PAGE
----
• A61B8/4281Details of probe positioning or probe attachment to the patient involving the acoustic interface between the transducer and the tissue characterised by sound-transmitting media or devices for coupling the transducer to the tissue
    • AHUMAN NECESSITIES
    • A61MEDICAL OR VETERINARY SCIENCE; HYGIENE
    • A61BDIAGNOSIS; SURGERY; IDENTIFICATION
    • A61B17/00Surgical instruments, devices or methods, e.g. tourniquets
    • A61B17/00234Surgical instruments, devices or methods, e.g. tourniquets for minimally invasive surgery
    • A61B2017/00238Type of minimally invasive operation
    • A61B2017/00274Prostate operation, e.g. prostatectomy, turp, bhp treatment
    • AHUMAN NECESSITIES
    • A61MEDICAL OR VETERINARY SCIENCE; HYGIENE
    • A61BDIAGNOSIS; SURGERY; IDENTIFICATION
    • A61B18/00Surgical instruments, devices or methods for transferring non-mechanical forms of energy to or from the body
    • A61B2018/00315Surgical instruments, devices or methods for transferring non-mechanical forms of energy to or from the body for treatment of particular body parts
    • A61B2018/00547Prostate
    • AHUMAN NECESSITIES
    • A61MEDICAL OR VETERINARY SCIENCE; HYGIENE
    • A61BDIAGNOSIS; SURGERY; IDENTIFICATION
    • A61B90/00Instruments, implements or accessories specially adapted for surgery or diagnosis and not covered by any of the groups A61B1/00 - A61B50/00, e.g. for luxation treatment or for protecting wound edges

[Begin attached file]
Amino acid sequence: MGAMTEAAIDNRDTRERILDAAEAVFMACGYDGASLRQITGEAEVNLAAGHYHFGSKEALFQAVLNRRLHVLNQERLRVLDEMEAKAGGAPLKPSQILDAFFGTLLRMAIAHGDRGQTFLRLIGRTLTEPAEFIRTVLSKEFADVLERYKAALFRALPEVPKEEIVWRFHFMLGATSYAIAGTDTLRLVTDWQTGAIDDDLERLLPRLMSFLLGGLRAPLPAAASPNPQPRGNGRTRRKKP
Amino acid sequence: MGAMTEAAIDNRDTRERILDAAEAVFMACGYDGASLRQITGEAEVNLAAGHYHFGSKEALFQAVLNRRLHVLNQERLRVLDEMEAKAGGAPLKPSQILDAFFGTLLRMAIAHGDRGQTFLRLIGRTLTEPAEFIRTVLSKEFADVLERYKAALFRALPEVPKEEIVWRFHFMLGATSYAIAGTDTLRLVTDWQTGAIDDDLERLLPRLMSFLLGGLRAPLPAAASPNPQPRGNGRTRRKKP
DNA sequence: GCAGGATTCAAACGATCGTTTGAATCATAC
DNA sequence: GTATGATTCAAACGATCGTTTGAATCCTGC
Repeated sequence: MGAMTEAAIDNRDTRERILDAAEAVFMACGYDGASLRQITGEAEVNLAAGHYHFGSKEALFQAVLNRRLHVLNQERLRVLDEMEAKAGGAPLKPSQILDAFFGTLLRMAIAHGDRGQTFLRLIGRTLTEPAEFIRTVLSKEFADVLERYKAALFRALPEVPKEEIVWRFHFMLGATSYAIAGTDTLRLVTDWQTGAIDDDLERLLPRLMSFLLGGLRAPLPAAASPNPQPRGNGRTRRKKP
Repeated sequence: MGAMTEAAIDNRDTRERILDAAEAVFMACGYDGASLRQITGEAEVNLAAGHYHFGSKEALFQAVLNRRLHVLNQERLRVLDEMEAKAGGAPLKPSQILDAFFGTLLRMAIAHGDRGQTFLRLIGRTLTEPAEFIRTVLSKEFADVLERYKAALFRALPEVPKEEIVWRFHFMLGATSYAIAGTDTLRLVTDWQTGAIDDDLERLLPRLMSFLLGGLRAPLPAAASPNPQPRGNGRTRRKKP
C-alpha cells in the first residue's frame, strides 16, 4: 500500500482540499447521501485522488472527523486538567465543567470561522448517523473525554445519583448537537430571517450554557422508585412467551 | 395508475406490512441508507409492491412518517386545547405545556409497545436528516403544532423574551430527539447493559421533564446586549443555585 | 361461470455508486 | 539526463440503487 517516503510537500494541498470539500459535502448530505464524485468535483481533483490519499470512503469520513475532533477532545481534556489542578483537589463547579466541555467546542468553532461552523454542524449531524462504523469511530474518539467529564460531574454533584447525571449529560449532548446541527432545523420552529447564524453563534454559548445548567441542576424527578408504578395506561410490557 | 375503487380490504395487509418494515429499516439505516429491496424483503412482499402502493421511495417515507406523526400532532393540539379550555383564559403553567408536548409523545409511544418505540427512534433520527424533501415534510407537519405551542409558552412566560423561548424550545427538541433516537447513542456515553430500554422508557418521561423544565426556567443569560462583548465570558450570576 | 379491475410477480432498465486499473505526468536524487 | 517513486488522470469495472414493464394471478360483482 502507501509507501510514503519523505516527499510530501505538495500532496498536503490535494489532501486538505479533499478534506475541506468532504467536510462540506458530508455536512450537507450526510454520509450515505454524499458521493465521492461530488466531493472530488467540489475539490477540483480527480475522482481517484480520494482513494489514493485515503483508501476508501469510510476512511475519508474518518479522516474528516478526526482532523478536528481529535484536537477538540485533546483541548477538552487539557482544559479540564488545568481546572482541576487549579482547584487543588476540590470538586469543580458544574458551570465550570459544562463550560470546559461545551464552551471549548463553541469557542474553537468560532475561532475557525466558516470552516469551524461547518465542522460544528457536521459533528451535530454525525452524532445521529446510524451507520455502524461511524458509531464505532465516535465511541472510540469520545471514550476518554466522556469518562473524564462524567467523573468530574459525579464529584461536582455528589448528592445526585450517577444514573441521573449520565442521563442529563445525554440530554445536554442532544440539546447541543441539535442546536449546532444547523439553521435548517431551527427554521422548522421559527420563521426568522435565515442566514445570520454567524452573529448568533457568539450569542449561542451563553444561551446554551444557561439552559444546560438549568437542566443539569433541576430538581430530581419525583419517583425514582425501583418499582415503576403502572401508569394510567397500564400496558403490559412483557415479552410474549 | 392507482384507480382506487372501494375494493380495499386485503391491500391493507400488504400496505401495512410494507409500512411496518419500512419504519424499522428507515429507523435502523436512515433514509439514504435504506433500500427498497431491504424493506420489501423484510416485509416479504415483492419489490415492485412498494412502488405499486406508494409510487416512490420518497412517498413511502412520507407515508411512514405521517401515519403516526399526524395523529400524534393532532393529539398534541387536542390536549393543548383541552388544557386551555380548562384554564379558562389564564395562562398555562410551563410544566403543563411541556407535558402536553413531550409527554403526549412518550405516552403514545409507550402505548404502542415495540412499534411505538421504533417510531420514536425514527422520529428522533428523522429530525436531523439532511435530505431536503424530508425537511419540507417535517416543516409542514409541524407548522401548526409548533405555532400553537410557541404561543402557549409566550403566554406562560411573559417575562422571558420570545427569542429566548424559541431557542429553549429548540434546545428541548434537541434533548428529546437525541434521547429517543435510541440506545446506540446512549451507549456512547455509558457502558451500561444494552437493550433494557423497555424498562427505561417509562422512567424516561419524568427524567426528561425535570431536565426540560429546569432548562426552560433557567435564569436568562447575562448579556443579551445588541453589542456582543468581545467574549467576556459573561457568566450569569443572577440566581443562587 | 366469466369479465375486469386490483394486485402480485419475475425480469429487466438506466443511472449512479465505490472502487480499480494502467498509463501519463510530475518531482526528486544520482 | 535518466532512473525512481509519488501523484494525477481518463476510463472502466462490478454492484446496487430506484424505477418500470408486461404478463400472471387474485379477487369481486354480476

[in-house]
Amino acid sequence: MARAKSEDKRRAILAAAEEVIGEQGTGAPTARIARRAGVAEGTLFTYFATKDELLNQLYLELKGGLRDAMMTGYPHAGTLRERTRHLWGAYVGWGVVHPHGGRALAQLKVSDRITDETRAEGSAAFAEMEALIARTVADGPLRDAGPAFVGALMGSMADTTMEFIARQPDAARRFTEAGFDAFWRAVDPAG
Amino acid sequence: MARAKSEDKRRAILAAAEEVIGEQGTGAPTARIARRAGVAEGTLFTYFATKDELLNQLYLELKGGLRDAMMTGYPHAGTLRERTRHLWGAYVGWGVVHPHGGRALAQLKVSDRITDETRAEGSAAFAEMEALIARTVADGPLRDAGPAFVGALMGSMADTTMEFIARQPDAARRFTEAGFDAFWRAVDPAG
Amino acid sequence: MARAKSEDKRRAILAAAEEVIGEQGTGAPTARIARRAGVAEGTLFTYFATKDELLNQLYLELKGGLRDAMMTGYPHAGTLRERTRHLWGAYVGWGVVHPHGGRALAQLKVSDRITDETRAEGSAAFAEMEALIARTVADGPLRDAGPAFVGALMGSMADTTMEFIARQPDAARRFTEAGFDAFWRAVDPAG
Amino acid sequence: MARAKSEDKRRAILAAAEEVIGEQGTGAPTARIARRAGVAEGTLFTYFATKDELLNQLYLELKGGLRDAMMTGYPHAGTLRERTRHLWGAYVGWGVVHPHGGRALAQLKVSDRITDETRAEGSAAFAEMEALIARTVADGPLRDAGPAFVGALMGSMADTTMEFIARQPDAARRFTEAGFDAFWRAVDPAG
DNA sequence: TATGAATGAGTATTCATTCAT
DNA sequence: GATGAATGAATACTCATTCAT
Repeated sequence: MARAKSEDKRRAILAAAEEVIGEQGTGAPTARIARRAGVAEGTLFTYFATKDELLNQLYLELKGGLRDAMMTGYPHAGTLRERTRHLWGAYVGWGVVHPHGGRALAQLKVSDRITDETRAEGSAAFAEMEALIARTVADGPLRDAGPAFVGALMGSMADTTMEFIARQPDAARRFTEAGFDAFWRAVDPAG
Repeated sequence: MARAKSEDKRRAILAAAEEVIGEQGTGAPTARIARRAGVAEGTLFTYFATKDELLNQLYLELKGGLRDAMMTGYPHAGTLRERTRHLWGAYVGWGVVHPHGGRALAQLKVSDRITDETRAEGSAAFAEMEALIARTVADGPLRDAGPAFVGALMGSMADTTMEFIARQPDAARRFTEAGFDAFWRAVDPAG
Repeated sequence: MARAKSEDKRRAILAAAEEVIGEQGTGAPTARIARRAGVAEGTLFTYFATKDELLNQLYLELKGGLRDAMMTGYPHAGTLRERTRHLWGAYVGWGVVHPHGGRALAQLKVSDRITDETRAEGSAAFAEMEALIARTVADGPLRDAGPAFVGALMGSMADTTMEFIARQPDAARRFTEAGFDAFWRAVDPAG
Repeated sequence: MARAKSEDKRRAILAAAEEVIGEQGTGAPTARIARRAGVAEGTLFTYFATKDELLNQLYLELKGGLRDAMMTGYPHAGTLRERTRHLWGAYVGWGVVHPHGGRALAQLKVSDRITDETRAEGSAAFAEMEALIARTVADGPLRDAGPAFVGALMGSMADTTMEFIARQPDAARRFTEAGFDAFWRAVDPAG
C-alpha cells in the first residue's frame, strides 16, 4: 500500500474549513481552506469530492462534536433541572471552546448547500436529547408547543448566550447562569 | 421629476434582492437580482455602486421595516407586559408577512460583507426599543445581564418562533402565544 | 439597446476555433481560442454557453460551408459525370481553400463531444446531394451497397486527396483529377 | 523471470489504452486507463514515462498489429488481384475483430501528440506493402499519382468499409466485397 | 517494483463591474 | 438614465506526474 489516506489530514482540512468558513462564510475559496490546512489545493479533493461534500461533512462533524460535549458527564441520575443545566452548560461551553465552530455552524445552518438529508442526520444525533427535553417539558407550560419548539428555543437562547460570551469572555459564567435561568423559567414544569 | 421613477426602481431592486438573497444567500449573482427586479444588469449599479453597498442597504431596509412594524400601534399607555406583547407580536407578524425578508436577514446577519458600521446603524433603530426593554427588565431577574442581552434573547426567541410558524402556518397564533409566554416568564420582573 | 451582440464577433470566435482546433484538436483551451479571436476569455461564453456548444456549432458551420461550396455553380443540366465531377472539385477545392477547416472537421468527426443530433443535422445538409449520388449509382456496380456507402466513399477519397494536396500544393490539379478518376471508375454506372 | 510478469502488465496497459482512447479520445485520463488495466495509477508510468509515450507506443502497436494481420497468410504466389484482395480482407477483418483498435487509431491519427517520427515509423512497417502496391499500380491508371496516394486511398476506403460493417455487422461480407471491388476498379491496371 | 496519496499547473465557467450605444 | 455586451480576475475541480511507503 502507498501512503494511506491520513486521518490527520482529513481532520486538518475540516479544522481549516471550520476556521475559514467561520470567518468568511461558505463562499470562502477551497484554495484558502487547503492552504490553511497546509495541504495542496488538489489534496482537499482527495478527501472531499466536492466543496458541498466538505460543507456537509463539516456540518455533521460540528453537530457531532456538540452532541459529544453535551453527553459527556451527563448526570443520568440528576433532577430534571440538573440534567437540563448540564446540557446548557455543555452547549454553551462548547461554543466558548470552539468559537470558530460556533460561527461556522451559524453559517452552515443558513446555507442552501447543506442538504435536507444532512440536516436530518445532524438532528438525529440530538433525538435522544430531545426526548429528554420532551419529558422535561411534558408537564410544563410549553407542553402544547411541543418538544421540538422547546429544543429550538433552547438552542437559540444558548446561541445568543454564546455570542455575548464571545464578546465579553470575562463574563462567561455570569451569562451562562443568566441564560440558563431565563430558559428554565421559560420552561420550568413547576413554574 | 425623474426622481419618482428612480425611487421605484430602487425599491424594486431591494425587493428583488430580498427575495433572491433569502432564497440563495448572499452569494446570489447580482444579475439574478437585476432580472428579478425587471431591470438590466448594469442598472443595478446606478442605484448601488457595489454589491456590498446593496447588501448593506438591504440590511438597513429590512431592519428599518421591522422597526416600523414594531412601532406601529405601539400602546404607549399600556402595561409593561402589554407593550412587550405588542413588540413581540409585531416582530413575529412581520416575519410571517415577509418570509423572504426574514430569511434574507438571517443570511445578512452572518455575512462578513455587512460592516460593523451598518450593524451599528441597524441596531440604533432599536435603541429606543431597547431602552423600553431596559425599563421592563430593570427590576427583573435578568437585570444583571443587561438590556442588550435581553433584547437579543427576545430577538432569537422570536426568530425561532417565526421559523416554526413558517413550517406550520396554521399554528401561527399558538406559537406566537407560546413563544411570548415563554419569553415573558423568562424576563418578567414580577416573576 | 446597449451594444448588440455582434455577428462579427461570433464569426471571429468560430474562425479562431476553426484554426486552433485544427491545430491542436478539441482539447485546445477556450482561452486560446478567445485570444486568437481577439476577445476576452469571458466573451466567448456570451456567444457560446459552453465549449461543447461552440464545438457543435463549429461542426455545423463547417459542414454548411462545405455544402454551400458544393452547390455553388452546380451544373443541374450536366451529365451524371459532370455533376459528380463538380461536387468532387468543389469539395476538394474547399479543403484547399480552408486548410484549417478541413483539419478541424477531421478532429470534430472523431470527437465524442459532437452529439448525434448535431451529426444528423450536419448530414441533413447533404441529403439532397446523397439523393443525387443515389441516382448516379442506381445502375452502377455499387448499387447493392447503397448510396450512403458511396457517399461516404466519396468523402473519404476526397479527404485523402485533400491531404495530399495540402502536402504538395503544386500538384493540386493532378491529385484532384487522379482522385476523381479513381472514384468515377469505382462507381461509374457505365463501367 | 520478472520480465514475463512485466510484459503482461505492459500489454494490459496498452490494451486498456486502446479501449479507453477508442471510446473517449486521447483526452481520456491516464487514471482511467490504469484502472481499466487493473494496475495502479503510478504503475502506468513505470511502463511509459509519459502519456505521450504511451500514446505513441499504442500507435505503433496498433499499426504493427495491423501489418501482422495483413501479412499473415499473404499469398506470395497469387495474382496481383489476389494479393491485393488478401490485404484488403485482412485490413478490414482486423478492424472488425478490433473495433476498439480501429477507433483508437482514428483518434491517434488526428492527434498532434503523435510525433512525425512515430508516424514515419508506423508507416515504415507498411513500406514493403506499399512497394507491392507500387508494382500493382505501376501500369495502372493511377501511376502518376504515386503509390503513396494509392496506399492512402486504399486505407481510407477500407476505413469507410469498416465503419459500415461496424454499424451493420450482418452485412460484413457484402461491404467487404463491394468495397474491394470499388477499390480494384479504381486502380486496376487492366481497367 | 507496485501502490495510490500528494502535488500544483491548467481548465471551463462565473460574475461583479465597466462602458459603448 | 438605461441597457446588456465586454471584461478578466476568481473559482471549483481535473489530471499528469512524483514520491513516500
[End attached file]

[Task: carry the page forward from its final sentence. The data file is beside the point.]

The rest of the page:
• A61B90/50Supports for surgical instruments, e.g. articulated arms

Abstract

Disclosed is a system and method for providing ultrasound strain imaging of a soft tissue, such as a prostate, so that the soft tissue may be more precisely targeted during radiation treatment. The system includes a mechanical arm with a pressure interface for applying incremental pressure to the patient's abdomen, and a data system for correlating the ultrasound signals acquired before and after each application of incremental pressure. By correlating the pre and post-pressure ultrasound signals, acoustic interfaces corresponding to the prostate, which define the contours of the prostate, may be identified and displayed. Further, data corresponding to the contours of the prostate may be provided to a linear accelerator to enable the linear accelerator to more precisely target the prostate.

Description

ULTRASOUND STRAIN IMAGING IN TISSUE THERAPIES

[0001] This application claims the benefit of United States Provisional Patent Application No. 60/569,003, filed on May 7, 2004; United States Provisional Patent Application No. 60/577,789, filed on June 8, 2004; and United States Non-provisional Application No. 10/895,397 titled ROBOTIC 5D ULTRASOUND SYSTEM, which claims priority to United States Provisional Application No. 60/488,941, filed July 21, 2003, all of which are hereby incorporated by reference for all purposes as if fully set forth herein. [0002] The research and development effort associated with the subject matter of this patent application was supported by the National Science Foundation under grant no. EEC9731478.

BACKGROUND OF THE INVENTION Field of the Invention [0003] The present invention relates primarily to the field of radiation oncology. More particularly, the present invention involves a system and method to provide more precise targeting of radiation by improving ultrasound imaging of the target tissue. Discussion of the Related Art